Green vine snake aka Greeno.

The green vine snake hunts by looking down from trees, searching for potential prey. When a target is spotted, the snake follows it for a short distance before biting down on the head of the animal and lifting it off the ground. This method keeps the prey from escaping as the toxins work their way around its bloodstream. Once the animal becomes immobile, the green vine snake swallows it whole.

Hognose snakes have a remarkable ability rarely seen in snakes – they play dead. They initially try to make themselves look big, and may even try a couple of half-hearted strikes, but soon decide that they are better off playing dead. They fall onto their backs and go very still. If the potential predator refuses to leave them alone, the hognose emits a disgusting stench and rolls its tongue out of its mouth.

Eastern hognose snake playing dead.

The Indian cobra is probably best known for being used by snake charmers in India. The snakes do not hear the music the charmer is playing, but they still appear to be dancing to the music because they are following both the movement of the charmer (to keep the threat in sight) and the vibrations that the charmer is rhythmically tapping on the ground with his foot.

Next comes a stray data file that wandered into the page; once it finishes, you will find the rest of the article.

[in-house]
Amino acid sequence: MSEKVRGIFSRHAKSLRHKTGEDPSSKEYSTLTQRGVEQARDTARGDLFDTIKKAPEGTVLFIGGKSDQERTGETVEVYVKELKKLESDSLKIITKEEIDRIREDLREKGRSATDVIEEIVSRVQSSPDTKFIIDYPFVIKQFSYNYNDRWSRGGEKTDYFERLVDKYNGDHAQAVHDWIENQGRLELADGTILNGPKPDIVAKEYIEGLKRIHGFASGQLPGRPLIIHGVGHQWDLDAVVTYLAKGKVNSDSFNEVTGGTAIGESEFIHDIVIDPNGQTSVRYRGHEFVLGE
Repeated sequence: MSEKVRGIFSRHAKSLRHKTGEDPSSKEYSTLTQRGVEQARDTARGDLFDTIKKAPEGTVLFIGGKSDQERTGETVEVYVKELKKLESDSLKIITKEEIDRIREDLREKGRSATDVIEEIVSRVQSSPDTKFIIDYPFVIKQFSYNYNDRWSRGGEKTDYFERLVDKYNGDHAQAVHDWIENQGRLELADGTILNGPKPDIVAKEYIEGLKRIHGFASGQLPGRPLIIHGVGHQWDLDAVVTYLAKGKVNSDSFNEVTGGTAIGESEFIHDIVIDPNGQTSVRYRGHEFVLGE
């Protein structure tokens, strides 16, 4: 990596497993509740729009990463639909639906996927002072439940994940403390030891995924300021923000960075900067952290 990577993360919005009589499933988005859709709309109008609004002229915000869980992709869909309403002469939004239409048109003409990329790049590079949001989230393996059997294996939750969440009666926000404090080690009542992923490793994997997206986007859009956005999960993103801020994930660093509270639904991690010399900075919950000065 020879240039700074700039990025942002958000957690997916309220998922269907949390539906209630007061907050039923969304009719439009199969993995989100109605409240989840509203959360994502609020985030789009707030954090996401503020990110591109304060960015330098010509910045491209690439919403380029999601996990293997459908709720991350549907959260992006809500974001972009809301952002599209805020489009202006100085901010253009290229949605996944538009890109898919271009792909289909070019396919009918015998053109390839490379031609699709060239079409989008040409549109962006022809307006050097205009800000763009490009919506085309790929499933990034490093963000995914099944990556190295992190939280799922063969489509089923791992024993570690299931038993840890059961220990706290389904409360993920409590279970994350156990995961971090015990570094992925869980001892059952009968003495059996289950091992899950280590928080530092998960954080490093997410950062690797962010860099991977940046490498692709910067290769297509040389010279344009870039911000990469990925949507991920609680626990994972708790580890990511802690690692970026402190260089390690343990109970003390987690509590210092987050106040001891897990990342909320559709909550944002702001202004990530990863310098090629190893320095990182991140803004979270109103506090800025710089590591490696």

Indian cobras have a very impressive “threat posture”. When the snake feels threatened, it will lift the front portion of its body straight up and flatten out the ribs around its neck, displaying its hood and the spectacle pattern on the back of its neck.

Indian cobra alert and defensive.

The odd design on the back of the Indian cobra’s hood features two circular patterns connected by a curved line, looking a lot like a pair of old spectacles. This gives the snake its alias, “the spectacled cobra.” Hindus believe that this design was the footprint of the Krishna, adding to the reverence and mystique around this snake in the Hindu culture.

Indian cobras possess deadly venom, but there is powerful antivenin for their bite. About 15% of untreated bites from an Indian cobra are fatal. There seems to be less venom injected when they bite in defense, leading scientists to believe that they control the venom they release and only deliver a “warning bite” to a perceived threat.

The Indian cobra–along with the common krait, Russell’s viper, and the saw-scaled viper–is one of the “big four” of India. They are the snakes responsible for the most snake bites on humans in India.

The king cobra is the world’s largest venomous snake, and can reach an amazing 18 feet long, although that particular snake was in captivity at the London Zoo. The record for the heaviest specimen from the wild was twelve kilograms (twenty-six pounds) and was almost sixteen feet (five meters) long.